During this course, some online materials are hosted on YouTube; therefore, participants must have the ability to access YouTube in order to view these videos. If a participant is unable to access YouTube, they must have access to a VPN or remote computer as video source files will not be provided.

Contact Information
Please direct all questions on this course to:

Ginger Batta (
Lead Program Manager
Center for Global Trade Analysis
Department of Agricultural Economics, Purdue University
403 West State Street, West Lafayette, IN 47907-2056 USA
Course Instructor
Amanda Countryman Dr. Amanda M. Countryman is an Associate Professor in the Department of Agricultural and Resource Economics at Colorado State University. Her research employs econometric and computable general equilibrium modeling techniques to investigate the economic implications of international trade policy, focusing specifically on the impacts of trade reform on agriculture. Amanda investigates issues related to the World Trade Organization as well as bilateral and multilateral trade partnerships, nontariff barriers to trade, the role of agricultural trade policy on poverty as well as the trade implications of transboundary animal disease outbreaks.

Amanda completed her B.S. in Agricultural and Resource Economics and B.A. in Spanish at the University of Arizona in 2005 before earning her M.S. degree in Agricultural Economics at Texas A&M University in 2007. She volunteered for a USDA Food for Progress program in Guatemala and worked as an international intern for the USDA Foreign Agricultural Service in Pretoria, South Africa prior to doctoral studies. Amanda earned her Ph.D. in Agricultural Economics from Purdue University in December 2010. She worked in the Center for Global Trade Analysis and taught mathematical economics while at Purdue. Amanda also helped facilitate an agribusiness leadership short course in Brazil with the Center for Food and Agricultural Business and was awarded a fellowship from the National Science Foundation to conduct dissertation research in Japan. Prior to joining the faculty at CSU, Amanda was a Research Agricultural Economist in the Market and Trade Economics Division at the USDA Economic Research Service in Washington DC.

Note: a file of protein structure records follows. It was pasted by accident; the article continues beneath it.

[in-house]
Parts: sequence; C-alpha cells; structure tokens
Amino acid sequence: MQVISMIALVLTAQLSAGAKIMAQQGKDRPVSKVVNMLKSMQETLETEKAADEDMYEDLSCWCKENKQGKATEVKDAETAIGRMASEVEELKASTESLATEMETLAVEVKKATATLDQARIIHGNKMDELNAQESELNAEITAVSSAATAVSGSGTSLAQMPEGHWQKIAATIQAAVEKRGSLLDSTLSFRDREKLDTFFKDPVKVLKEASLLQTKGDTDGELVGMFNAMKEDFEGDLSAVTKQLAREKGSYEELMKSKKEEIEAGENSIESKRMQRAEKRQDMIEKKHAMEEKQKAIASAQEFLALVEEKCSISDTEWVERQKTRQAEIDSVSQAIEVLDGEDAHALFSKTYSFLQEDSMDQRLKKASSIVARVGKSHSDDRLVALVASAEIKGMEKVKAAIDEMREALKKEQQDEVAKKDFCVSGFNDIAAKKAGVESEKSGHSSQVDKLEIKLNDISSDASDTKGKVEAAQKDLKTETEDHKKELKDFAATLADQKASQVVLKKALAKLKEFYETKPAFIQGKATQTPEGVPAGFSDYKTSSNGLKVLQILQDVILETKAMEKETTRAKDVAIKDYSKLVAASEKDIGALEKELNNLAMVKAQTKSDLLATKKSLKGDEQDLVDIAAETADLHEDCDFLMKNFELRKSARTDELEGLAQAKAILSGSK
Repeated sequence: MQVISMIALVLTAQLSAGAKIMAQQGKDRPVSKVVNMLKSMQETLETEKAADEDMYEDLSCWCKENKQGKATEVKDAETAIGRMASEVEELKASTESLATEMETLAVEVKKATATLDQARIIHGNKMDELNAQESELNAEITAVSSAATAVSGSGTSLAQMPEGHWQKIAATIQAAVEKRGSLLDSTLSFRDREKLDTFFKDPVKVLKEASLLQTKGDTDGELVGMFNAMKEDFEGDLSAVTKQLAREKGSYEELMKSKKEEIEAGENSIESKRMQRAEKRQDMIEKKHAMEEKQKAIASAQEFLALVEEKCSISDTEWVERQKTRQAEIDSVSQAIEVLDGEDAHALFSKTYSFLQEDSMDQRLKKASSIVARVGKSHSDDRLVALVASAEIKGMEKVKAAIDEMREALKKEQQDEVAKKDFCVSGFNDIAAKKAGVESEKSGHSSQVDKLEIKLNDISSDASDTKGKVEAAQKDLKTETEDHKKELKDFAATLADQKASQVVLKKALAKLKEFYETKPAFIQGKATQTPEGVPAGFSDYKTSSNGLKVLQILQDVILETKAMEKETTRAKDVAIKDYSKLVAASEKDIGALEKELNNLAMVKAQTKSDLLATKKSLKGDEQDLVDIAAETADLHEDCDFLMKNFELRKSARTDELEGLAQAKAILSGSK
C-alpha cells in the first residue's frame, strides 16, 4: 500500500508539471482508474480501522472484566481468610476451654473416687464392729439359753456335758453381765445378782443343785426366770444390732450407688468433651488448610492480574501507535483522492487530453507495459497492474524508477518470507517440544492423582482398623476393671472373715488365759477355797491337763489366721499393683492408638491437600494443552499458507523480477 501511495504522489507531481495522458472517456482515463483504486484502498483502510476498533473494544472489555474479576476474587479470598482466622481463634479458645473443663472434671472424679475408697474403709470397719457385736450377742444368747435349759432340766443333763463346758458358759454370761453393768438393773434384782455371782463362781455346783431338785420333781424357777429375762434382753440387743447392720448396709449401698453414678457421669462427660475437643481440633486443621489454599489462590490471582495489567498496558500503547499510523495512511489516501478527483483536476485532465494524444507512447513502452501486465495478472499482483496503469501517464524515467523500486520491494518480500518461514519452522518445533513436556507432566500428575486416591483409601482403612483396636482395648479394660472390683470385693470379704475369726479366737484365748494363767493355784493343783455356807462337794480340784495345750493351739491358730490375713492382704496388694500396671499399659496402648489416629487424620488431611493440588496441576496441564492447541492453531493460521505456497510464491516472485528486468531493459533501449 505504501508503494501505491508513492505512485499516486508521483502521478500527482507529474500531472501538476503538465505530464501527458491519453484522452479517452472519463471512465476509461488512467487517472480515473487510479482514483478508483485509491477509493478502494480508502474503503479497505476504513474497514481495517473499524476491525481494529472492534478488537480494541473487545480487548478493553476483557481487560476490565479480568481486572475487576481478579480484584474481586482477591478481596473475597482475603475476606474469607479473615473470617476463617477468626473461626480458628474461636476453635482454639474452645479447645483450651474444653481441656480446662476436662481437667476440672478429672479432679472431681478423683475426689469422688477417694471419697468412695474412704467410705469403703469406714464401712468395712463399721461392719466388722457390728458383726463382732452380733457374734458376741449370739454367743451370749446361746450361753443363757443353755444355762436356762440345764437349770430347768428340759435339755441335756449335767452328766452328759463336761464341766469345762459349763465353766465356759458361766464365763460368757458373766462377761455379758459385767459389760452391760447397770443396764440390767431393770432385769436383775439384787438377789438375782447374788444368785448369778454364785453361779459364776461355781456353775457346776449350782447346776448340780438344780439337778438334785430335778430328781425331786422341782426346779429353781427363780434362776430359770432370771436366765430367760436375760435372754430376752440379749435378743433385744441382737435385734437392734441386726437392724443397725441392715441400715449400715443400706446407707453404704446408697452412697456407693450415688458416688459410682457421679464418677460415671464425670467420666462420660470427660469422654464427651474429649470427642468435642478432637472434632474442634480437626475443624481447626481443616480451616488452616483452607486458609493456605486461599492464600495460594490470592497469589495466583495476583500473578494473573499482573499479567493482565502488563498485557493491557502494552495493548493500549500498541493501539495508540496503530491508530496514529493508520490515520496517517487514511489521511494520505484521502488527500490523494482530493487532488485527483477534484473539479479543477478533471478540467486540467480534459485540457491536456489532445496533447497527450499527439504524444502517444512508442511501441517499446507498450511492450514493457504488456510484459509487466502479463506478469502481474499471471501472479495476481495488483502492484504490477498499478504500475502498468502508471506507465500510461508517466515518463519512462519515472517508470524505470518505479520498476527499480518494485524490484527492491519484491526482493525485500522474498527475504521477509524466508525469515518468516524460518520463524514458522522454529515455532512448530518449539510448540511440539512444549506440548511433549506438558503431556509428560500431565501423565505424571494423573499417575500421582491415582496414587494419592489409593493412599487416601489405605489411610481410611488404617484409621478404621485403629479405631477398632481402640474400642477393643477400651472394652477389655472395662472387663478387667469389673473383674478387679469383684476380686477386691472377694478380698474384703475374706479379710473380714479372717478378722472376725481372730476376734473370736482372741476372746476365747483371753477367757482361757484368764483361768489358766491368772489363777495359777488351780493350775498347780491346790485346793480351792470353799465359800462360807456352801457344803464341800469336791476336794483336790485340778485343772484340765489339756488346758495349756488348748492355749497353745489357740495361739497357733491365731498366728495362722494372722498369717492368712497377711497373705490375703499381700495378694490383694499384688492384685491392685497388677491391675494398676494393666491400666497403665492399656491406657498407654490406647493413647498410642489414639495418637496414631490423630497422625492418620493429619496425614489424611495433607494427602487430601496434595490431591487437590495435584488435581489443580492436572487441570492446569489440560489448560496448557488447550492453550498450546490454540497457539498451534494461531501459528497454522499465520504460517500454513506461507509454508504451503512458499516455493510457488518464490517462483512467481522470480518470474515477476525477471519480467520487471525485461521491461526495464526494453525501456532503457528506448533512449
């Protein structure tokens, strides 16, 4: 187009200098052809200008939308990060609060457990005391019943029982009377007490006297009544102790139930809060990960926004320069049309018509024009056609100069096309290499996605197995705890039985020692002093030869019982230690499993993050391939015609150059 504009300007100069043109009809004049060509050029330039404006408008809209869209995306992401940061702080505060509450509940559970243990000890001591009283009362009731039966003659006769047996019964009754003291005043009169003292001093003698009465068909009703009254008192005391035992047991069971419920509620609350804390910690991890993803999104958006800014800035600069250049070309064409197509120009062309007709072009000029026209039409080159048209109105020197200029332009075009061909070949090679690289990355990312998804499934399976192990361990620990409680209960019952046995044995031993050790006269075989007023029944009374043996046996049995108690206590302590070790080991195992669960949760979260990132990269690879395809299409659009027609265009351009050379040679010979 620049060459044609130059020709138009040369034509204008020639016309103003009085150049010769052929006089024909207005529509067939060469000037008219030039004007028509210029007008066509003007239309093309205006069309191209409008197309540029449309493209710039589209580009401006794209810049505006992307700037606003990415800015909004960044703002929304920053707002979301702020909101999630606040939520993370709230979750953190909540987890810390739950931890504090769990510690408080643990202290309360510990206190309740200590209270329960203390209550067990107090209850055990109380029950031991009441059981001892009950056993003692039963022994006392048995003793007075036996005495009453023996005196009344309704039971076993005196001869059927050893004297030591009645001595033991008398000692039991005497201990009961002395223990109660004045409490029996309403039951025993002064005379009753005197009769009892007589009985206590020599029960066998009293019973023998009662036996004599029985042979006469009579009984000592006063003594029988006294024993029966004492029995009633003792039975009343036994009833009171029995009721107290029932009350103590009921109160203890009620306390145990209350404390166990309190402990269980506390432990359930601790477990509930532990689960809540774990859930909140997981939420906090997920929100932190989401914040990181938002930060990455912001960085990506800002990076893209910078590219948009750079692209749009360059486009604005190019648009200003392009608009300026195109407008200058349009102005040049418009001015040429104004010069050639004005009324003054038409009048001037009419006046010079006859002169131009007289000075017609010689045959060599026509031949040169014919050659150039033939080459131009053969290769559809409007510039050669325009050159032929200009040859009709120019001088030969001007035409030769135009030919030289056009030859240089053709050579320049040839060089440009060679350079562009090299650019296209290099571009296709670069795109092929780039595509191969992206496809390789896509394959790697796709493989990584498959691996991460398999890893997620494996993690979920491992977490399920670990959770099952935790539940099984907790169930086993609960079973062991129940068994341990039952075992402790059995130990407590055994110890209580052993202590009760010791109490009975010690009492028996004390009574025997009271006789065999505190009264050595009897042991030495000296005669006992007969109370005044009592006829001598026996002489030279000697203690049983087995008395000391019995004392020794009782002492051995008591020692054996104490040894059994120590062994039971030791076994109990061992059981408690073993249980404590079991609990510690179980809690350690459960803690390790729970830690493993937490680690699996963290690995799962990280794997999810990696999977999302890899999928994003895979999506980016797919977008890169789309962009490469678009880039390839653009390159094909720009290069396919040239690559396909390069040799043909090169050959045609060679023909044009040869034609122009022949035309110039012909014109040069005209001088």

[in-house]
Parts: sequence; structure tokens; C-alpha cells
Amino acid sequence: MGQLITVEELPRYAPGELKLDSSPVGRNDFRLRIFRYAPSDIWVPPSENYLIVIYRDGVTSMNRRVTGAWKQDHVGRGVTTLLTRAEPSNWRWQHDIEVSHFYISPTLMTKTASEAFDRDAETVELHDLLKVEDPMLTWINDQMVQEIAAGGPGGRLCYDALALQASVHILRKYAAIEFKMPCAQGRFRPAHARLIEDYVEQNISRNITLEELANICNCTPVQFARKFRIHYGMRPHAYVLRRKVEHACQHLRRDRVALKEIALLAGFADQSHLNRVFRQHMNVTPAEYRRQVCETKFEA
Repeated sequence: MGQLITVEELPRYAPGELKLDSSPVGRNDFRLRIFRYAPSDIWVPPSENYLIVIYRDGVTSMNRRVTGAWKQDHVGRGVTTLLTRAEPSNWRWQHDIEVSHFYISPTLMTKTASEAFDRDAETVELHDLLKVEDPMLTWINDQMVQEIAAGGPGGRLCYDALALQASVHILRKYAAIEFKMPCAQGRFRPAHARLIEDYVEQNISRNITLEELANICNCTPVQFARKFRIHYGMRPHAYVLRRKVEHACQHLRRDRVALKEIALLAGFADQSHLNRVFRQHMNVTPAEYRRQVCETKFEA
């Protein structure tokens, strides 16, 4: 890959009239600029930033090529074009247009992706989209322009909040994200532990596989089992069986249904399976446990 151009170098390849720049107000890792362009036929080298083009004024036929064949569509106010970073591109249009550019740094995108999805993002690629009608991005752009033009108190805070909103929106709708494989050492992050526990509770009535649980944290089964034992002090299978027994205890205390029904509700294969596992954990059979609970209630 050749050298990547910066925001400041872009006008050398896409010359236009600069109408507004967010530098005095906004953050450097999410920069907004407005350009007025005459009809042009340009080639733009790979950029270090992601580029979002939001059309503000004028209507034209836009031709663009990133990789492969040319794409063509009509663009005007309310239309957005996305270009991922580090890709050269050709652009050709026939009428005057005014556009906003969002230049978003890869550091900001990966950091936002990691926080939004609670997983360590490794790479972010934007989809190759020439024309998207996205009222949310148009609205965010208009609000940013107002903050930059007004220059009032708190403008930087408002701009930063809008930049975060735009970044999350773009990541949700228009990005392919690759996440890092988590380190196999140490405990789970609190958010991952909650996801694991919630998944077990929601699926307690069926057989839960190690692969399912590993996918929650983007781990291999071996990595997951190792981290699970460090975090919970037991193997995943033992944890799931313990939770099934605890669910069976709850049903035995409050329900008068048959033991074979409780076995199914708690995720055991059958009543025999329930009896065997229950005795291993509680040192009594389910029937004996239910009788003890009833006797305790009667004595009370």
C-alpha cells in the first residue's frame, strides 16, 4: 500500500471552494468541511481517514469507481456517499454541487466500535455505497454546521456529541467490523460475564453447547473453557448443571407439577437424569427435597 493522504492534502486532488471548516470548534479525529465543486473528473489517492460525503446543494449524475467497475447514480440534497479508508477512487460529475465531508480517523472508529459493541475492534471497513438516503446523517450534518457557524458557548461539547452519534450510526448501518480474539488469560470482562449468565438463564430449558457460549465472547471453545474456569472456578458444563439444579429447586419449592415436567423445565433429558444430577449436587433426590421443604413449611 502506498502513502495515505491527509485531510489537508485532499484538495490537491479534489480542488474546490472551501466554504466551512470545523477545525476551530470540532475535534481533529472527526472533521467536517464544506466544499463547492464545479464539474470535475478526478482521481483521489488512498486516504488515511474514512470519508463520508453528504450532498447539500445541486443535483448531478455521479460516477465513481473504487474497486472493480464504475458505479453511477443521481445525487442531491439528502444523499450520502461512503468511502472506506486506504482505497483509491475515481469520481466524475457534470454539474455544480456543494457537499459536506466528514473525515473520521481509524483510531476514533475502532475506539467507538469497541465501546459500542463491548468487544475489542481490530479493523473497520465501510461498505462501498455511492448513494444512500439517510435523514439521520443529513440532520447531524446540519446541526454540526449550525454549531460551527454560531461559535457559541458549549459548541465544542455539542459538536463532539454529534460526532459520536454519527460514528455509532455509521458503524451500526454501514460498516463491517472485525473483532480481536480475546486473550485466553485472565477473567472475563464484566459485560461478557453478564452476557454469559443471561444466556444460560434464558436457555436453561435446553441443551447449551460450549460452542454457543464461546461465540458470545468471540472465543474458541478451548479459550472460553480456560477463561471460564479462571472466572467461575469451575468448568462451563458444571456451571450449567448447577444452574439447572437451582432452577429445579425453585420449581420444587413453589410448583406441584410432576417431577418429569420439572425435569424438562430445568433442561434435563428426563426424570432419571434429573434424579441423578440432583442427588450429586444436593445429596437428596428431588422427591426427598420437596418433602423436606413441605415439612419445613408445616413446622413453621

Amanda was born and raised on a cotton, cattle and alfalfa farm in Buckeye, Arizona where her family continues in production agriculture.

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Center for Global Trade Analysis
Department of Agricultural Economics
Purdue University
403 Mitch Daniels Blvd.
West Lafayette, Indiana 47907-2056 USA